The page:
AAMA Releases a Number of New Fenestration-Related Documents
The American Architectural Manufacturers Association (AAMA) has released a number of new fenestration-related documents.
Included in the new documents is AAMA 800-05, a technical specification that covers performance and test methods for sealants. The revamped 25-page document titled Voluntary Specifications and Test Methods for Sealants, was first published in 1992.
Guideline specifications to assist architects, engineers, manufacturers and code officials in reducing the hazardous consequences of a blast force on fenestration systems, have also been published. AAMA 510-06, Voluntary Guide Specification for Blast Hazard Mitigation for Fenestration Systems, directs manufacturers to the appropriate resources to simulate blast conditions in a laboratory environment in order to evaluate and compare fenestration system performance in a standardized manner.
A key document for assisting architects and specifiers in the development of hurricane resistance specifications for fenestration products has also been revised. Originally published in 2000, the updated document is AAMA 506-06, Voluntary Specifications for Hurricane Impact and Cycle Testing of Fenestration Products.
The Voluntary Performance Rating Method for Mulled Fenestration Assemblies has also been updated and published as AAMA 450-06. First developed in 2000, the standard details a voluntary testing and rating method to determine air infiltration, water penetration resistance and structural
performance of factory-built or knocked-down field mulled fenestration assemblies.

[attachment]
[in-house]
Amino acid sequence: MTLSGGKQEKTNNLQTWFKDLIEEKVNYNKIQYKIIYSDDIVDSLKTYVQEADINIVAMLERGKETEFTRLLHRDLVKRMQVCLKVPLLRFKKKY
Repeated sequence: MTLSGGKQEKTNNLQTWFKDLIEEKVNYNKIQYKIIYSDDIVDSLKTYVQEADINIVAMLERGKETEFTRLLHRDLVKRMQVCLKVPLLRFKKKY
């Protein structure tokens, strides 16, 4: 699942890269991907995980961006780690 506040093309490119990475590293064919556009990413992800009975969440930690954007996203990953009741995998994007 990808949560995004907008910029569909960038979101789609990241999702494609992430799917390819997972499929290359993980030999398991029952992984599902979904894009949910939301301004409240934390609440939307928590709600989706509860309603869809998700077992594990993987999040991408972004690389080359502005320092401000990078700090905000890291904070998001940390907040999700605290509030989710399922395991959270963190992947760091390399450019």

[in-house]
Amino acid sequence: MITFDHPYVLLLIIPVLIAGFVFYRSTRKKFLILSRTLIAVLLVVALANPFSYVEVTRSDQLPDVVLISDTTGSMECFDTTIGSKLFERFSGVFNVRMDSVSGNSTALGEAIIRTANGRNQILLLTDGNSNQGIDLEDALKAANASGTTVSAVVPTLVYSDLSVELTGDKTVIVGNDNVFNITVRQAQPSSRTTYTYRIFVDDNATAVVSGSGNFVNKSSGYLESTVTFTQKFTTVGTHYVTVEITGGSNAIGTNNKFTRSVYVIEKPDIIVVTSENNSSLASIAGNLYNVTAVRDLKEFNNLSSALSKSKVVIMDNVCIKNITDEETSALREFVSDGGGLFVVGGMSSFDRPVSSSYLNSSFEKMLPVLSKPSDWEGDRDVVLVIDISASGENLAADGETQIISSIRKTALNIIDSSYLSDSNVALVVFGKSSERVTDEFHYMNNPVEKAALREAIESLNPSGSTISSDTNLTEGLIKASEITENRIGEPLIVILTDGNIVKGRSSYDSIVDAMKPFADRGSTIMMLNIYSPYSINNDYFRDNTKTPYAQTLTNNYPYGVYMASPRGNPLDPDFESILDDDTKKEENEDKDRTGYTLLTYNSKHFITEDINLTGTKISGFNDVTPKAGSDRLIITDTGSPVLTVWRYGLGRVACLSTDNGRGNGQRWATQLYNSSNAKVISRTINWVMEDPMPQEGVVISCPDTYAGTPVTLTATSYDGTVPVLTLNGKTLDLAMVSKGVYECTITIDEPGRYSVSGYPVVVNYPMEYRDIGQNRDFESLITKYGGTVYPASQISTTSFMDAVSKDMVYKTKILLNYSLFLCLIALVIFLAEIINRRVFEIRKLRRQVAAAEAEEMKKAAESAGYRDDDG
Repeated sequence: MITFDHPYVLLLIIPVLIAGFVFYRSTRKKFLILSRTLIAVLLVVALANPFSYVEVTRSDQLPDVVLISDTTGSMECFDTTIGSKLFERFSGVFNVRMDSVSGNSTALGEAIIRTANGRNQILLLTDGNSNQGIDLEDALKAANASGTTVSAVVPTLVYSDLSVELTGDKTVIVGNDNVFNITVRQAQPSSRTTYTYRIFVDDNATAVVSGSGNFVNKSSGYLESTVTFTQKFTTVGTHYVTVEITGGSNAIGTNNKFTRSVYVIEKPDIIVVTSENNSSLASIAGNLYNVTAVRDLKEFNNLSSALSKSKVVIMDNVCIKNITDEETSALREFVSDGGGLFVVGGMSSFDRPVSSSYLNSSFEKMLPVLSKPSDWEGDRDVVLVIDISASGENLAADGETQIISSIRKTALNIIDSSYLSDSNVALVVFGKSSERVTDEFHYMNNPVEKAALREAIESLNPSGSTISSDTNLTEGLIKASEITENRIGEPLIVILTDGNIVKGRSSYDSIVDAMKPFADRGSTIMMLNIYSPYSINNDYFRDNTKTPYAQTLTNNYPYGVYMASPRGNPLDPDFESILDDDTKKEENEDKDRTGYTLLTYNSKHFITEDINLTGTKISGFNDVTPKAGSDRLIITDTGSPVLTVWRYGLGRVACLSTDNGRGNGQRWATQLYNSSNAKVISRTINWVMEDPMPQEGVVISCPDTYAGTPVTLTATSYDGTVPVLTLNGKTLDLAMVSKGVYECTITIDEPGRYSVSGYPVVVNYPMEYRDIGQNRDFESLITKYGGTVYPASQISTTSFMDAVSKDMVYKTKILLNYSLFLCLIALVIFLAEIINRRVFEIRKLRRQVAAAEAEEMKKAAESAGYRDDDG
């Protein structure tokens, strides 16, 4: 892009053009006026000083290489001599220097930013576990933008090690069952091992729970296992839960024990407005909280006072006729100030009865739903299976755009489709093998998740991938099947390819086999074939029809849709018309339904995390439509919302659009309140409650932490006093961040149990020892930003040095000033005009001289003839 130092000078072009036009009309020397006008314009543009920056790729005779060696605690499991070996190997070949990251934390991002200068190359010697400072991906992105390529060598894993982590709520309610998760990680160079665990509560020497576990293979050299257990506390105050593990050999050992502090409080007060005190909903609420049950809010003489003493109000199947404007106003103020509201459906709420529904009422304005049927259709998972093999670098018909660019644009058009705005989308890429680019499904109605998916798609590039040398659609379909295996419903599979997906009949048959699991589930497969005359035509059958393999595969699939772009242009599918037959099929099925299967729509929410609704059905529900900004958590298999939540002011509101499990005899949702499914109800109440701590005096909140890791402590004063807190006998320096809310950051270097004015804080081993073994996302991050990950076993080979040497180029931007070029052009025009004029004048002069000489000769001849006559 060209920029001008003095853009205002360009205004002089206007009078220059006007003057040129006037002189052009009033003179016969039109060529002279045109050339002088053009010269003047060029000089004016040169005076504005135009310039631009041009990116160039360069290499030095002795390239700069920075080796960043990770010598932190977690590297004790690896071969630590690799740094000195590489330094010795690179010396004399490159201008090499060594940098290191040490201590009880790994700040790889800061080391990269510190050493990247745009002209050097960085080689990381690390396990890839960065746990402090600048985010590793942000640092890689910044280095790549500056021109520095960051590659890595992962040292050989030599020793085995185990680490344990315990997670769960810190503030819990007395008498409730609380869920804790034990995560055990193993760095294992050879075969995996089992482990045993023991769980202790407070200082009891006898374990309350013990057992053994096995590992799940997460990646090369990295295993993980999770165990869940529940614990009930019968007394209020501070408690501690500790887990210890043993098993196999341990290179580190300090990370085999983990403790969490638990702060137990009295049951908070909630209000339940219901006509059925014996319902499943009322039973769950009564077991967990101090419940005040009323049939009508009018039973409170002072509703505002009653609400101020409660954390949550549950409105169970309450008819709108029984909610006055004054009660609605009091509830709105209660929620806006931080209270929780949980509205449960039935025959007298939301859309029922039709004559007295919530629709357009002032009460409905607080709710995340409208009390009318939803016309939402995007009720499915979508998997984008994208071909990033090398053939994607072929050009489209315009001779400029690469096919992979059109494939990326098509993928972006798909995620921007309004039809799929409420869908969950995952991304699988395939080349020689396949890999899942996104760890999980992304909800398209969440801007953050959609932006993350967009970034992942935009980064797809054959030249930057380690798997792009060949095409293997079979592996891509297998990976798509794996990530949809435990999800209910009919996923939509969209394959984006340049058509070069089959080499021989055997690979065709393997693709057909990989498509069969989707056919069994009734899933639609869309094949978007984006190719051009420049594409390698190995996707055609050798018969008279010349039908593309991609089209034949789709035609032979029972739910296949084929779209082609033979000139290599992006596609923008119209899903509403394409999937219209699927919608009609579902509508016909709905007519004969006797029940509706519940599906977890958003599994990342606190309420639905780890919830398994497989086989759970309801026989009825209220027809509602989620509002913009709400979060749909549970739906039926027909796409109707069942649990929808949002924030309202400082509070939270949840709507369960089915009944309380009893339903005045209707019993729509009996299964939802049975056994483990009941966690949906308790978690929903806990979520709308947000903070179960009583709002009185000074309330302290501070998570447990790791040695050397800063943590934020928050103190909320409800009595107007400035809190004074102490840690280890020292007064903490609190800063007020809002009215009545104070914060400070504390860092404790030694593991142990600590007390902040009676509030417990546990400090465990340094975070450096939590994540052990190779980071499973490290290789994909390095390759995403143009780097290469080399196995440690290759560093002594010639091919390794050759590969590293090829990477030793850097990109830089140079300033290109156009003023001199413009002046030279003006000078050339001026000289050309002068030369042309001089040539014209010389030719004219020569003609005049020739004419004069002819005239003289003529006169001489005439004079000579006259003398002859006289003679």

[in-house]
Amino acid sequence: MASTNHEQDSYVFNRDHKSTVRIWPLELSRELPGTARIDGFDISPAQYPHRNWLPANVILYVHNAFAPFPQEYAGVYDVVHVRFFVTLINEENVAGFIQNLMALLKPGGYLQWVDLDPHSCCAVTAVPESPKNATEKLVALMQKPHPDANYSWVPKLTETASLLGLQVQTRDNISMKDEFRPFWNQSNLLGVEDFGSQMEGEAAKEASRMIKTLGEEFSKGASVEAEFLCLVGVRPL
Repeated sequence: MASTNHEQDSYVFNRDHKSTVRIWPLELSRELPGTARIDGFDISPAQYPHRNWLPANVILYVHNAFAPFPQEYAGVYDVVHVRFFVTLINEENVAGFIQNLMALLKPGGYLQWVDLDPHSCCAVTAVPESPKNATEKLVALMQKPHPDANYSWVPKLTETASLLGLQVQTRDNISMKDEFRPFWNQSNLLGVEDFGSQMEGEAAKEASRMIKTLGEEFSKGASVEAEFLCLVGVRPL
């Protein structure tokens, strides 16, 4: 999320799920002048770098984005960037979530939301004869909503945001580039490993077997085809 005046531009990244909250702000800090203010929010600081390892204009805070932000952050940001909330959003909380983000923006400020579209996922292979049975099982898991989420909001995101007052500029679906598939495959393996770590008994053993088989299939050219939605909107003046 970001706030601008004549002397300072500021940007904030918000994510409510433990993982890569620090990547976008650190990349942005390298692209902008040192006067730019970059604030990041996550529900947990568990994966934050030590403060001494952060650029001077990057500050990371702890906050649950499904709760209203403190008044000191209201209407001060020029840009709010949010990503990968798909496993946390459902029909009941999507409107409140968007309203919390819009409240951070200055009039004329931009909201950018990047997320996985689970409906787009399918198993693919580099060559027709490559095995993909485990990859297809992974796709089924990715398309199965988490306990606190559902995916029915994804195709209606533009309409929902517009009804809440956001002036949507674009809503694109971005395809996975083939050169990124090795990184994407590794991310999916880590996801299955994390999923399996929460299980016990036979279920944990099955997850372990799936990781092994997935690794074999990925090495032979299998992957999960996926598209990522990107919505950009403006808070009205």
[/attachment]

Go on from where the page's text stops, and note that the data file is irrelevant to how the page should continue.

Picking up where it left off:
IGMA’s Thermal Stress Working Group to Survey Manufacturers
The Insulating Glass Manufacturers Alliance (IGMA) has formed the Thermal Stress Working Group to gather information and provide guidelines relating to thermal stress considerations for window glass products used in residential and commercial building envelope projects. The association says the purpose will be to develop specific guidelines and design assistance for avoiding breakage caused by thermal stress conditions.
These guidelines will follow a format similar to the IGMA technical publication TM-4100-03, Preventing Insulating Glass Failures. The project will consider conditions known to be important to thermal stress in glass, a knowledge base of reference materials, available industry information, dos and don’ts guidelines for thermal stress and practical design considerations for the review and analysis of thermal stress.
As an initial step, the task group is issuing a one-page survey report on thermal stress breakages in the field.
Florida Building Commission Meets, Hears Results of Study
The Florida Building Commission (FBC) met last month to receive the results of two studies regarding hurricane protection in the Gulf Coast. The University of Florida Field Study of Hurricane Season 2004 and the Panhandle study performed by Applied Research Associates (ARA) were both presented to the
ARA reported that its findings show a correlation between the amount of wind-borne debris damage and tree density in the surrounding area, rather than wind speed, a finding determined by a cost-benefit analysis.
The FBC’s work groups on windows and water intrusion had met May, 31 in Tampa, Fla., as well. One of the topics the work group tackled was label requirements, such as a standardized format for all third-party certification labels, sufficient size for labels and how installation information can be a part of a supplemental label.
The product approval and validation work group met on June 1 and looked at options for improving the validation process. The group addressed the four methods of product approval, a continuation of its last meeting.
The group also discussed an update of the Florida Panhandle Wind Borne Debris Study, consideration and decisions about how to act on products and product approval and the proposed 2006 glitch cycle amendments to the 2004 Florida Building Code as offered by the technical advisory committee.
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